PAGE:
Now Francis is going beyond a gaze to a meditation, or a consideration, to use Clare’s terminology. As Francis begins to consider this aspect of creation, he comes to know a selfless God who has no interest in holding anything back. God is not so big that he reserves what he has to himself. This God shares everything, including his existence. Francis senses the feelings displayed on this stage; God and his creation are tight!

Also notice that Francis’ consideration shows little concentration on the hierarchy of these creatures. Of course we can find those passages in his writings that ooze amazement at the human creature that is destined to be in the image and likeness of God. But instead of exploring all the different levels of creatures like Thomas Aquinas might, Francis intuits that all creatures are brothers and sisters, a metaphor that focuses on creaturely equality. Like human brothers and sisters, all creatures come from the same source.

Once we can appreciate this movement in Francis’ prayer, we begin to experience what was described in earlier Updates on Franciscan prayer: when you gaze and meditate upon God, you also learn about yourself and others. In this case, that all creatures are brothers and sisters. Actually, many of Francis’ surviving prayers seem to reflect Clare’s third stage of prayer, contemplation, during which the person praying basks in her relationship with God discovered during the gazing and considering stages. So, Francis left behind prayers that are nothing more than exclamatory names and adjectives for God.

If while reading this you feel even a twinge of desire to do something new or different because of this prayer experience, then you already have experienced the beginning of Clare’s 4th stage of prayer, imitation. Being in contact with this selfless, unassuming and small God typically leads us to desire to be the same.

Francis and Clare will gaze on more. So, stay tuned for future Updates.

10 Best Admonitions of 2009

Now that we're past the halfway point of our Canonical year, we've kinda gotten into a routine with chores, prayer, etc. Learning to get into those routines provided plenty of amusement for us (and plenty of headaches for the Novitiate formators). While no one's been kicked out (yet) for doing anything stupid, there's a good list of candidates already!

With the help of the other Novices, I compiled the top ten reasons we got yelled at in the first part of Novitiate. No one really yelled, but since I've heard many of these admonitions from my mother when I was a kid, the experience is easily paralleled.

Enjoy, and remember that 21 guys living together in community is a recipe for comedy trouble.

10. Be careful! Since we've been here, we've managed to break a lot of stuff. The tractor's been broke about 4 times, doors fall apart, tiles come off the floor, toilets stop working, and that's just the top of the list. Mysteriously, no one knows how anything got broke!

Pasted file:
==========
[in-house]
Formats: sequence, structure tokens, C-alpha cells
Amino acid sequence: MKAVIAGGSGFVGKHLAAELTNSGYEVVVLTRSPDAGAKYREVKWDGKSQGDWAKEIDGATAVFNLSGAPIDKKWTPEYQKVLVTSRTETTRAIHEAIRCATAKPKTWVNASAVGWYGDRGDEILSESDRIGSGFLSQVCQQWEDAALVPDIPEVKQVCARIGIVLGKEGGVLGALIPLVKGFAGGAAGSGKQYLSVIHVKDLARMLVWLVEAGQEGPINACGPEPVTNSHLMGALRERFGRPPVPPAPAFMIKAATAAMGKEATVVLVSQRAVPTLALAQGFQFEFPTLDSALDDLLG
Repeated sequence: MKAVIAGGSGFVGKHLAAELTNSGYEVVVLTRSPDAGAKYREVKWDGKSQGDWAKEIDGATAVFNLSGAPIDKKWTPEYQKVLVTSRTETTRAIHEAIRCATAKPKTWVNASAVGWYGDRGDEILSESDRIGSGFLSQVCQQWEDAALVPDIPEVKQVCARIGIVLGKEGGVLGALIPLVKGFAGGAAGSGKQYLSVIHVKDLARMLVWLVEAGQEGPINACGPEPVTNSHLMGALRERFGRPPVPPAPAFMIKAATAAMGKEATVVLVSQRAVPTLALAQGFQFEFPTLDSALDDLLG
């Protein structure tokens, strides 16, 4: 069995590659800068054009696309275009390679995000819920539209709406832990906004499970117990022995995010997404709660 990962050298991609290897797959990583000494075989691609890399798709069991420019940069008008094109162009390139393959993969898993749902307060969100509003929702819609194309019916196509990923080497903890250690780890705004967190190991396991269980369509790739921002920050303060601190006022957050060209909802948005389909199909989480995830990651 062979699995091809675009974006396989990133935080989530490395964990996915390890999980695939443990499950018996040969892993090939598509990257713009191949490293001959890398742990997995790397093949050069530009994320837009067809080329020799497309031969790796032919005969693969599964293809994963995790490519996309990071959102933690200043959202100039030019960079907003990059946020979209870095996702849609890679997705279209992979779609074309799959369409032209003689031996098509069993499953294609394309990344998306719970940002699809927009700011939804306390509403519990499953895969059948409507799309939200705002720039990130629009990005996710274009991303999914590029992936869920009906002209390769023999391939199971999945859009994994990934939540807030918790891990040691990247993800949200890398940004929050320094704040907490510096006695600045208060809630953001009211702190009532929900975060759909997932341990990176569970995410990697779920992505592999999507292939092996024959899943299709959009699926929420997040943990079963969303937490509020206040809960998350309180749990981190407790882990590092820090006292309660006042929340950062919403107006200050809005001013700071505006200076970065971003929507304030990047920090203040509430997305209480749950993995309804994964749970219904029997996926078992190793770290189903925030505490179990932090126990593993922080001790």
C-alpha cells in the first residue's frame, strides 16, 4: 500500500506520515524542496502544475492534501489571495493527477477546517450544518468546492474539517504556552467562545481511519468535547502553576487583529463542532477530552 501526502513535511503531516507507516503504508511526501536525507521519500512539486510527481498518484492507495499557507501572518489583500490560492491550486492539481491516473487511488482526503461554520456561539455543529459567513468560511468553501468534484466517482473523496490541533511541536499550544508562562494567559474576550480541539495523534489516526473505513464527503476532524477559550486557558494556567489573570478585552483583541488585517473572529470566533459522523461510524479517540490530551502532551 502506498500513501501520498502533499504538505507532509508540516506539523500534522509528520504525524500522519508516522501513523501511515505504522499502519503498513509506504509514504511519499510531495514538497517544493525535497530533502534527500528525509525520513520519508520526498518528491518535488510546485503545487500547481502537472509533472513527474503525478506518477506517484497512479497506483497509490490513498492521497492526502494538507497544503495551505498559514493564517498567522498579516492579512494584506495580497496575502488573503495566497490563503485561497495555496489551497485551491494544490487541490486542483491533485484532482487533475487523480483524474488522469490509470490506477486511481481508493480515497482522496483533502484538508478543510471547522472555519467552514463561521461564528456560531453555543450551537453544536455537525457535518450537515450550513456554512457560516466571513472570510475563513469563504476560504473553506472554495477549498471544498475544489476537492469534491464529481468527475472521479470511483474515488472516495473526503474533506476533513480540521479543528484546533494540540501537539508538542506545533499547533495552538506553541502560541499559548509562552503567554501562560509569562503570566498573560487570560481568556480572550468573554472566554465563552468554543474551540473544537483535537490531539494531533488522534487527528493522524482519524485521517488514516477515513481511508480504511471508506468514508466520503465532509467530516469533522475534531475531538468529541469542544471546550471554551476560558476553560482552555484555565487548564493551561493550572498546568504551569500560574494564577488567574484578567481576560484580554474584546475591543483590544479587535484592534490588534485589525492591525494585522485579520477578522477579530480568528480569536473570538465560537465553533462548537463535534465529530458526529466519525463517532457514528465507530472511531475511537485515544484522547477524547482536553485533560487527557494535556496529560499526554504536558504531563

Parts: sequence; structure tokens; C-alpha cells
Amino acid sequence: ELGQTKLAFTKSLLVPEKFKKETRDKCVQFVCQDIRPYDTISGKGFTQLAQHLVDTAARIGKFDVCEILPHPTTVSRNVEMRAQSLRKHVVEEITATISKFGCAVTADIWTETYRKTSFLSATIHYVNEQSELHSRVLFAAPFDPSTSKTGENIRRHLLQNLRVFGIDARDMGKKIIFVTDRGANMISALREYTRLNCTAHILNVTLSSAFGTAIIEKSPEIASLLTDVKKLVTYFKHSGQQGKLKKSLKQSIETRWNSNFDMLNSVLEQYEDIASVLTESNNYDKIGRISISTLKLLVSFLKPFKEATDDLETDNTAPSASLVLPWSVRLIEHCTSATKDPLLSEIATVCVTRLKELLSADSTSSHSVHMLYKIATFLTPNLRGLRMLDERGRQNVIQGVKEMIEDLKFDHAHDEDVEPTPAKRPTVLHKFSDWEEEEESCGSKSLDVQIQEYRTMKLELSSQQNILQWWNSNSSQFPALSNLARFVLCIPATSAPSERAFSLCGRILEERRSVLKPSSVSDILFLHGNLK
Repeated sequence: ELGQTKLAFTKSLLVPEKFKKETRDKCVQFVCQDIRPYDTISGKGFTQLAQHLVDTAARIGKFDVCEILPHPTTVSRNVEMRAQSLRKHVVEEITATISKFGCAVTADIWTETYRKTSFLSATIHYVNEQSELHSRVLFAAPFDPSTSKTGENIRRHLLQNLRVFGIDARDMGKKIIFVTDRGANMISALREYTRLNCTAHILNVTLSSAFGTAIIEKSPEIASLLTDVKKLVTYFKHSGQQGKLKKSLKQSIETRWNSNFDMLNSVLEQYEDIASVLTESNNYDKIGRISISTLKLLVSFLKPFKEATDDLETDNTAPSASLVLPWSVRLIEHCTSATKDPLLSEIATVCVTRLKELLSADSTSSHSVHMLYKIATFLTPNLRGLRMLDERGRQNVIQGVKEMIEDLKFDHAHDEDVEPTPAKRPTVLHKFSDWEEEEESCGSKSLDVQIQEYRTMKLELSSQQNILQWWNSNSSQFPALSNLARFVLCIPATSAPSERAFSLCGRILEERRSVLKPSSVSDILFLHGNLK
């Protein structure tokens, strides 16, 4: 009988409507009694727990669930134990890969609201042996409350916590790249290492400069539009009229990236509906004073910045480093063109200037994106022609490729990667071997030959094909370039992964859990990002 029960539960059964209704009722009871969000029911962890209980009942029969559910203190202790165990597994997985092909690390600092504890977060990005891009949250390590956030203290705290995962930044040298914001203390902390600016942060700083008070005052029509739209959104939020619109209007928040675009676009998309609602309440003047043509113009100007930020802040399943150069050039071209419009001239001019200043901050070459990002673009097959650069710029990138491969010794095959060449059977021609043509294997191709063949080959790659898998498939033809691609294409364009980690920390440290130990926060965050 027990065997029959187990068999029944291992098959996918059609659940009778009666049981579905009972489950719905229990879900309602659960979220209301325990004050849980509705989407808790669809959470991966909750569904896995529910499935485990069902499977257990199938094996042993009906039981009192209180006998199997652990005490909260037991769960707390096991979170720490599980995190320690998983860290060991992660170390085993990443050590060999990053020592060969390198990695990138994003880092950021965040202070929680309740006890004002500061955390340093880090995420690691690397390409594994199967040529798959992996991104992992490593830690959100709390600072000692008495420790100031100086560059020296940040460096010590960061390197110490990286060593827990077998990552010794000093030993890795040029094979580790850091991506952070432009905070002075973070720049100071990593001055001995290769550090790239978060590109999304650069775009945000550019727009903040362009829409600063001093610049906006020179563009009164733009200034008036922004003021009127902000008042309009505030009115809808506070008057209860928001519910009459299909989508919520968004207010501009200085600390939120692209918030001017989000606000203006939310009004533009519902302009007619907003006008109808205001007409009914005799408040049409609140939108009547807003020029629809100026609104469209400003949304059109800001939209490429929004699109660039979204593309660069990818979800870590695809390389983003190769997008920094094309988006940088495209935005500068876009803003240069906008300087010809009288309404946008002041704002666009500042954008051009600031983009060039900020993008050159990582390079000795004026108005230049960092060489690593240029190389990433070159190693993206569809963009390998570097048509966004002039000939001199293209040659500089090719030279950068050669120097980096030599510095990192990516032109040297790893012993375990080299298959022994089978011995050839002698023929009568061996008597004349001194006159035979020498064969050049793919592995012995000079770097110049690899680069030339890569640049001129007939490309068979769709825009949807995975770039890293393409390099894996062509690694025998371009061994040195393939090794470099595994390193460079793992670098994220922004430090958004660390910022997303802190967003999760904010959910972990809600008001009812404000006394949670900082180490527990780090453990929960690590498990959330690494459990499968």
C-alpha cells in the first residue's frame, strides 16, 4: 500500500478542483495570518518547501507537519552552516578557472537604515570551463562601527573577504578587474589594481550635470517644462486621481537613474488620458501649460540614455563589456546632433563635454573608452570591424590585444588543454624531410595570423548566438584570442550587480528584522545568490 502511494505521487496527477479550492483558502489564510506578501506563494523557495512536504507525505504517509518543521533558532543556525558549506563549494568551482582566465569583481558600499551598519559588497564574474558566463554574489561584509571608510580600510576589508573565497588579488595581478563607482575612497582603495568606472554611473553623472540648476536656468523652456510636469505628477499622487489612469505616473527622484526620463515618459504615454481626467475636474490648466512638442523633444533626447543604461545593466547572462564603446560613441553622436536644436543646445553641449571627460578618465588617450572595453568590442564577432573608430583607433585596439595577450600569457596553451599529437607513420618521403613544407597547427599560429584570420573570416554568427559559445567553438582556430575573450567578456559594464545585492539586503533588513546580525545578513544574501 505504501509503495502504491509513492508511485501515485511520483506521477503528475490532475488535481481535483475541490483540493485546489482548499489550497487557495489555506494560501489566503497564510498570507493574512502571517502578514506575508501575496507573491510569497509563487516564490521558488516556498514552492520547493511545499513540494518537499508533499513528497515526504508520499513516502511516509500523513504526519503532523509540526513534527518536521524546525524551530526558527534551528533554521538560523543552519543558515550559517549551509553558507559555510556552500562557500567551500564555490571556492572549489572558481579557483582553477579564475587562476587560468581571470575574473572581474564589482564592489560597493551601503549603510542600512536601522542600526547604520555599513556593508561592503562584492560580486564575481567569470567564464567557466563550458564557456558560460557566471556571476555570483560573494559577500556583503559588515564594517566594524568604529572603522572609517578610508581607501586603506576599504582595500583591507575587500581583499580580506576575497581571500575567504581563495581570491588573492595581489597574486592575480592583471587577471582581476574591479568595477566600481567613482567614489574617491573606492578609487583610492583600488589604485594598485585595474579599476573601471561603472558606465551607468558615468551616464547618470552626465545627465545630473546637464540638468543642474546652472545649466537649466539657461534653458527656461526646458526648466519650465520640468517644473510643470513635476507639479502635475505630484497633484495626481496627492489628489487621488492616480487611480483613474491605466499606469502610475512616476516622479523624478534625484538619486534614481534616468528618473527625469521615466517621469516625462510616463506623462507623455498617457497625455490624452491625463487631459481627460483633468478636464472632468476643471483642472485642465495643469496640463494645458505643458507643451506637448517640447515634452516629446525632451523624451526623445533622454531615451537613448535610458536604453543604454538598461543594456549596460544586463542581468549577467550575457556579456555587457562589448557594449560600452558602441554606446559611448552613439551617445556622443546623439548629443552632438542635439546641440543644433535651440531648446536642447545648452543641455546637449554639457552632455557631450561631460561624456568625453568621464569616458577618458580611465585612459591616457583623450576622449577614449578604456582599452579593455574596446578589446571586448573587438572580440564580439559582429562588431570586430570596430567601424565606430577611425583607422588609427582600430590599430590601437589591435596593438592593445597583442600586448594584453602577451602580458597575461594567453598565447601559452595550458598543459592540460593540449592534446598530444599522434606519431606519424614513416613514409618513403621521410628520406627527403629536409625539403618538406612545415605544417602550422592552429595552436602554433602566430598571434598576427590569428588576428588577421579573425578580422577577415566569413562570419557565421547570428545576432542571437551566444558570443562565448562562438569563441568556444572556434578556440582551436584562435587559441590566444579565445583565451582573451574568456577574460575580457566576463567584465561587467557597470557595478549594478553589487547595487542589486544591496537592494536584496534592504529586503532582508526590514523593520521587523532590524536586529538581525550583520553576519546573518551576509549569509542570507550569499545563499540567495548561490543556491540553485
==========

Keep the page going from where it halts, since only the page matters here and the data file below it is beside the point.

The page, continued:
9. Clean up the bathroom. With 21 guys, you'd think the bathroom situation wouldn't require much attention. Yet there is a beautiful absurdity when you go into the restroom and see an empty roll of toilet paper on the roll but an economy size bundle of toilet paper sitting on the floor just under it.

8. Act civilized at the dinner table. Remember that scene from Doubt where the silent meal of the sisters is contrasted with the loud, crude, and boistrous meal the priests are having? Sometimes we are as loud as those priests...sans the drinks and smoking at the dinner table!

7. Finish everything off. Capuchins have a wonderful charism of leaving 2 drops of milk in a container and putting it back into the fridge
for another friar to find. But that charism also extends to leftovers (something we always have with so many mouths to feed). However while the leftovers are eaten, no one down-sizes the container. Sometimes we have a serving of chicken sitting in a large container made for an entire turkey.

6. Check the disposal. The description of this one is better than anything I could make up: "If the garbage disposal is making a really loud noise, turn off the disposal. Then, check to make sure that nothing that shouldn't be in there isn't."

5. Put stuff back where it belongs. We have a cook that makes the meals during the week. Because she knows where everything belongs (more than we ever will) she can get frustrated when we put stuff back in the wrong place. We've been told to just leave things out if we don't know where they go, but in our attempt to be helpful, we sometimes put things back in the wrong spot.

4. Make sure you Music Folder is in order. Before any concert or solemnity, Fr. Gerard tells the schola (repeately) to put their folders in order so there isn't a bunch of page-turning during Mass/Prayer. Inevitably, someone "forgets" to do this and they spend half the time searching for the next song they're supposed to sing.

3. Hang up your habits. Again, the description from the Formator is better than anything I can ever write: "I don't know what's happening; perhaps some novices are just spontaneously combusting. But whenever I go into the Rec Room, I see a habit sitting on the couch. And all I can think is: 'What happened to the novice that was sitting inside it? Surely he would have hung it up if he took it off.'" Sarcasm is quite abundant here in Allison Park.